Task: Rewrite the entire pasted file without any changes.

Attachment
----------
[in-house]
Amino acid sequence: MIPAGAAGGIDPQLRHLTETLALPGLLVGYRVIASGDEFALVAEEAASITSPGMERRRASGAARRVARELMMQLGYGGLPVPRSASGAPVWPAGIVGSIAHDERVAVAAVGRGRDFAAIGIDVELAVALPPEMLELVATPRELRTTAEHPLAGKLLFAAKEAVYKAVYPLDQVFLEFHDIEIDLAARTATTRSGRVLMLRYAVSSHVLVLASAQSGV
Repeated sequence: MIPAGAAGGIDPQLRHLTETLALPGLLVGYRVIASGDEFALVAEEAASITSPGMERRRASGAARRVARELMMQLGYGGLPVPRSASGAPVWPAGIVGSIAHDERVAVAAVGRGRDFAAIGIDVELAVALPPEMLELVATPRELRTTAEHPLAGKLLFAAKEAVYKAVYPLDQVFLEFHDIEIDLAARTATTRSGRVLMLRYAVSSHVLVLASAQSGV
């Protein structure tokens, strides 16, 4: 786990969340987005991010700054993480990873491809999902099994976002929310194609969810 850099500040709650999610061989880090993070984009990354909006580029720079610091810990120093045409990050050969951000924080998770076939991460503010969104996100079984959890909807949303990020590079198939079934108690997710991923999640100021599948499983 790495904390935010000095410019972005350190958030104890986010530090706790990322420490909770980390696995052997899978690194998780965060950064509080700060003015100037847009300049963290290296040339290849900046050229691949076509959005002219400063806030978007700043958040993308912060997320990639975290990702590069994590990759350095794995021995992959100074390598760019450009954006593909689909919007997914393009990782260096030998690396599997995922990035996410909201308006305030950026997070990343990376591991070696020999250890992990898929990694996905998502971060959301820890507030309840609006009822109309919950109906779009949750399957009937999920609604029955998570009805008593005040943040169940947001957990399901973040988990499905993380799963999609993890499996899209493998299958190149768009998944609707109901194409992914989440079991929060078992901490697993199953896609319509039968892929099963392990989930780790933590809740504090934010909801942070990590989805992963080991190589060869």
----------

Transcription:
[in-house]
Amino acid sequence: MIPAGAAGGIDPQLRHLTETLALPGLLVGYRVIASGDEFALVAEEAASITSPGMERRRASGAARRVARELMMQLGYGGLPVPRSASGAPVWPAGIVGSIAHDERVAVAAVGRGRDFAAIGIDVELAVALPPEMLELVATPRELRTTAEHPLAGKLLFAAKEAVYKAVYPLDQVFLEFHDIEIDLAARTATTRSGRVLMLRYAVSSHVLVLASAQSGV
Repeated sequence: MIPAGAAGGIDPQLRHLTETLALPGLLVGYRVIASGDEFALVAEEAASITSPGMERRRASGAARRVARELMMQLGYGGLPVPRSASGAPVWPAGIVGSIAHDERVAVAAVGRGRDFAAIGIDVELAVALPPEMLELVATPRELRTTAEHPLAGKLLFAAKEAVYKAVYPLDQVFLEFHDIEIDLAARTATTRSGRVLMLRYAVSSHVLVLASAQSGV
């Protein structure tokens, strides 16, 4: 786990969340987005991010700054993480990873491809999902099994976002929310194609969810 850099500040709650999610061989880090993070984009990354909006580029720079610091810990120093045409990050050969951000924080998770076939991460503010969104996100079984959890909807949303990020590079198939079934108690997710991923999640100021599948499983 790495904390935010000095410019972005350190958030104890986010530090706790990322420490909770980390696995052997899978690194998780965060950064509080700060003015100037847009300049963290290296040339290849900046050229691949076509959005002219400063806030978007700043958040993308912060997320990639975290990702590069994590990759350095794995021995992959100074390598760019450009954006593909689909919007997914393009990782260096030998690396599997995922990035996410909201308006305030950026997070990343990376591991070696020999250890992990898929990694996905998502971060959301820890507030309840609006009822109309919950109906779009949750399957009937999920609604029955998570009805008593005040943040169940947001957990399901973040988990499905993380799963999609993890499996899209493998299958190149768009998944609707109901194409992914989440079991929060078992901490697993199953896609319509039968892929099963392990989930780790933590809740504090934010909801942070990590989805992963080991190589060869």